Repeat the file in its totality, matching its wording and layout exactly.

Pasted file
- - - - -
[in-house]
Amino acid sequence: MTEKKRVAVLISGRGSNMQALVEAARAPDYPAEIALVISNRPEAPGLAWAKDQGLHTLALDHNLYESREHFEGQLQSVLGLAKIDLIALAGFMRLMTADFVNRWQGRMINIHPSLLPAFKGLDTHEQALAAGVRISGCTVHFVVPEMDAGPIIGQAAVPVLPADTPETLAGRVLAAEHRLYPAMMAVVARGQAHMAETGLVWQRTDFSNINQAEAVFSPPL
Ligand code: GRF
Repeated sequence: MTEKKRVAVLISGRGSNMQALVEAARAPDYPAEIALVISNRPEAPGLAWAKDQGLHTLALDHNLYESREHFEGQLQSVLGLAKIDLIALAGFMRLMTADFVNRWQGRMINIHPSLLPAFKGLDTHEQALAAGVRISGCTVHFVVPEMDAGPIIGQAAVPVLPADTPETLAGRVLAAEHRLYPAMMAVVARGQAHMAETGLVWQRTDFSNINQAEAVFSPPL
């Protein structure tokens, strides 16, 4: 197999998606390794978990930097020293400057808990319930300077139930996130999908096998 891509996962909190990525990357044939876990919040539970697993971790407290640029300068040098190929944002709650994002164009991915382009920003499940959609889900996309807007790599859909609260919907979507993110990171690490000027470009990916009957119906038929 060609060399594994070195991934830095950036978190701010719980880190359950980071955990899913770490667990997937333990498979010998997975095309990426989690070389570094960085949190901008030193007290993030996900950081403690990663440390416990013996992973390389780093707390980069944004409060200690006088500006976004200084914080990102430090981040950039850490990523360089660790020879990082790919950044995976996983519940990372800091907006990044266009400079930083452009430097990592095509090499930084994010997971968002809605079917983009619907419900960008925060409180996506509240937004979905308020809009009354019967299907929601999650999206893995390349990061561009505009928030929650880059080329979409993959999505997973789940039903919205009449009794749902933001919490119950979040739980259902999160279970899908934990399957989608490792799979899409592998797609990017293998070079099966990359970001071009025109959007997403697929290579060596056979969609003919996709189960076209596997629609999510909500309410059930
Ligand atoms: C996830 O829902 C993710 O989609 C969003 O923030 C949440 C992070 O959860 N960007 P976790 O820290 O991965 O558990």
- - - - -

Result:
[in-house]
Amino acid sequence: MTEKKRVAVLISGRGSNMQALVEAARAPDYPAEIALVISNRPEAPGLAWAKDQGLHTLALDHNLYESREHFEGQLQSVLGLAKIDLIALAGFMRLMTADFVNRWQGRMINIHPSLLPAFKGLDTHEQALAAGVRISGCTVHFVVPEMDAGPIIGQAAVPVLPADTPETLAGRVLAAEHRLYPAMMAVVARGQAHMAETGLVWQRTDFSNINQAEAVFSPPL
Ligand code: GRF
Repeated sequence: MTEKKRVAVLISGRGSNMQALVEAARAPDYPAEIALVISNRPEAPGLAWAKDQGLHTLALDHNLYESREHFEGQLQSVLGLAKIDLIALAGFMRLMTADFVNRWQGRMINIHPSLLPAFKGLDTHEQALAAGVRISGCTVHFVVPEMDAGPIIGQAAVPVLPADTPETLAGRVLAAEHRLYPAMMAVVARGQAHMAETGLVWQRTDFSNINQAEAVFSPPL
């Protein structure tokens, strides 16, 4: 197999998606390794978990930097020293400057808990319930300077139930996130999908096998 891509996962909190990525990357044939876990919040539970697993971790407290640029300068040098190929944002709650994002164009991915382009920003499940959609889900996309807007790599859909609260919907979507993110990171690490000027470009990916009957119906038929 060609060399594994070195991934830095950036978190701010719980880190359950980071955990899913770490667990997937333990498979010998997975095309990426989690070389570094960085949190901008030193007290993030996900950081403690990663440390416990013996992973390389780093707390980069944004409060200690006088500006976004200084914080990102430090981040950039850490990523360089660790020879990082790919950044995976996983519940990372800091907006990044266009400079930083452009430097990592095509090499930084994010997971968002809605079917983009619907419900960008925060409180996506509240937004979905308020809009009354019967299907929601999650999206893995390349990061561009505009928030929650880059080329979409993959999505997973789940039903919205009449009794749902933001919490119950979040739980259902999160279970899908934990399957989608490792799979899409592998797609990017293998070079099966990359970001071009025109959007997403697929290579060596056979969609003919996709189960076209596997629609999510909500309410059930
Ligand atoms: C996830 O829902 C993710 O989609 C969003 O923030 C949440 C992070 O959860 N960007 P976790 O820290 O991965 O558990």